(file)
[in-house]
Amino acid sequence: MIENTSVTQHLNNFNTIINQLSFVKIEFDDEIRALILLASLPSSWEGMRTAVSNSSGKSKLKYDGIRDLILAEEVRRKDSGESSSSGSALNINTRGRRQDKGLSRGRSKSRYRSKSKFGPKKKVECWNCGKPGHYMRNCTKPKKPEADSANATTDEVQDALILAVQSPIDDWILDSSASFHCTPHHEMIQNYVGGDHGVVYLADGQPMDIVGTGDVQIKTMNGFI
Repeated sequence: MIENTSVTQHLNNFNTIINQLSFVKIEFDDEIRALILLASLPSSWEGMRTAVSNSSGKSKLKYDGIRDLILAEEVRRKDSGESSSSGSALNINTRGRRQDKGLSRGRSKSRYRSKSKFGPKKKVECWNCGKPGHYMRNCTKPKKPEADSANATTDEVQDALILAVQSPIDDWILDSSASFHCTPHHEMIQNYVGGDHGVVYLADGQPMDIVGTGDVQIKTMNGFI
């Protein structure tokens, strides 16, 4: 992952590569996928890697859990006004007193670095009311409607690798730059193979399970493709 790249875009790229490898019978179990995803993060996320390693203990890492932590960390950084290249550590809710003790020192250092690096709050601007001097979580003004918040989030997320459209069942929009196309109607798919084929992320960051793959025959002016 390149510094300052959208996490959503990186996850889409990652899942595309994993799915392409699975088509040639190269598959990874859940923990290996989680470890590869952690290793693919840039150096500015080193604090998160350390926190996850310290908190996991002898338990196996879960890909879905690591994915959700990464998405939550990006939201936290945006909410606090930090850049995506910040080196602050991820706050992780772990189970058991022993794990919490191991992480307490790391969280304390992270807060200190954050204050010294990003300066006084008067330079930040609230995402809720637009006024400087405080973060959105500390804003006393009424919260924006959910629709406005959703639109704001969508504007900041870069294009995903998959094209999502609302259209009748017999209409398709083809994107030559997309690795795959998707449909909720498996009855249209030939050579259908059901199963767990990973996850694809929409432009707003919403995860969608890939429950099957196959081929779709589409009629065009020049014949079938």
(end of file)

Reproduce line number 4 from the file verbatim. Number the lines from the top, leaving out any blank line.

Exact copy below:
């Protein structure tokens, strides 16, 4: 992952590569996928890697859990006004007193670095009311409607690798730059193979399970493709 790249875009790229490898019978179990995803993060996320390693203990890492932590960390950084290249550590809710003790020192250092690096709050601007001097979580003004918040989030997320459209069942929009196309109607798919084929992320960051793959025959002016 390149510094300052959208996490959503990186996850889409990652899942595309994993799915392409699975088509040639190269598959990874859940923990290996989680470890590869952690290793693919840039150096500015080193604090998160350390926190996850310290908190996991002898338990196996879960890909879905690591994915959700990464998405939550990006939201936290945006909410606090930090850049995506910040080196602050991820706050992780772990189970058991022993794990919490191991992480307490790391969280304390992270807060200190954050204050010294990003300066006084008067330079930040609230995402809720637009006024400087405080973060959105500390804003006393009424919260924006959910629709406005959703639109704001969508504007900041870069294009995903998959094209999502609302259209009748017999209409398709083809994107030559997309690795795959998707449909909720498996009855249209030939050579259908059901199963767990990973996850694809929409432009707003919403995860969608890939429950099957196959081929779709589409009629065009020049014949079938």